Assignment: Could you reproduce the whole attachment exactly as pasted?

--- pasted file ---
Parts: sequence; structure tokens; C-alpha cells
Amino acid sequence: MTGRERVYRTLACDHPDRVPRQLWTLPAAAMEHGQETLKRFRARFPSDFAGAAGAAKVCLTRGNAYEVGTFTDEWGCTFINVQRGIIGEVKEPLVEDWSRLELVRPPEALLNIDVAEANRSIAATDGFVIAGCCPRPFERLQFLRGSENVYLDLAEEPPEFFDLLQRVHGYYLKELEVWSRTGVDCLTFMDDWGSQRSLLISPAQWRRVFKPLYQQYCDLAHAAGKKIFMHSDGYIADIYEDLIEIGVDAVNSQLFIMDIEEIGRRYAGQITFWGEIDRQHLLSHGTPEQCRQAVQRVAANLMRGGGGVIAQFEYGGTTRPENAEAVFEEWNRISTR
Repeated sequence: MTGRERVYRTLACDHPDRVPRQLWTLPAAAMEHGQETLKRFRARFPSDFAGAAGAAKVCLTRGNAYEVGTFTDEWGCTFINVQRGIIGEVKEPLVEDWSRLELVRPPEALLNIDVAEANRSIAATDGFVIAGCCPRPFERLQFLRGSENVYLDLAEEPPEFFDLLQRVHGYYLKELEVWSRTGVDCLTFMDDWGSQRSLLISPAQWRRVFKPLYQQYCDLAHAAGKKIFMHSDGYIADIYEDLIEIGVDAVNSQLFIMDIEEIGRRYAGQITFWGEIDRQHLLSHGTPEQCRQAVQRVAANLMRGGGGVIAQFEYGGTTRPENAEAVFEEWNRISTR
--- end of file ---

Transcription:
Parts: sequence; structure tokens; C-alpha cells
Amino acid sequence: MTGRERVYRTLACDHPDRVPRQLWTLPAAAMEHGQETLKRFRARFPSDFAGAAGAAKVCLTRGNAYEVGTFTDEWGCTFINVQRGIIGEVKEPLVEDWSRLELVRPPEALLNIDVAEANRSIAATDGFVIAGCCPRPFERLQFLRGSENVYLDLAEEPPEFFDLLQRVHGYYLKELEVWSRTGVDCLTFMDDWGSQRSLLISPAQWRRVFKPLYQQYCDLAHAAGKKIFMHSDGYIADIYEDLIEIGVDAVNSQLFIMDIEEIGRRYAGQITFWGEIDRQHLLSHGTPEQCRQAVQRVAANLMRGGGGVIAQFEYGGTTRPENAEAVFEEWNRISTR
Repeated sequence: MTGRERVYRTLACDHPDRVPRQLWTLPAAAMEHGQETLKRFRARFPSDFAGAAGAAKVCLTRGNAYEVGTFTDEWGCTFINVQRGIIGEVKEPLVEDWSRLELVRPPEALLNIDVAEANRSIAATDGFVIAGCCPRPFERLQFLRGSENVYLDLAEEPPEFFDLLQRVHGYYLKELEVWSRTGVDCLTFMDDWGSQRSLLISPAQWRRVFKPLYQQYCDLAHAAGKKIFMHSDGYIADIYEDLIEIGVDAVNSQLFIMDIEEIGRRYAGQITFWGEIDRQHLLSHGTPEQCRQAVQRVAANLMRGGGGVIAQFEYGGTTRPENAEAVFEEWNRISTR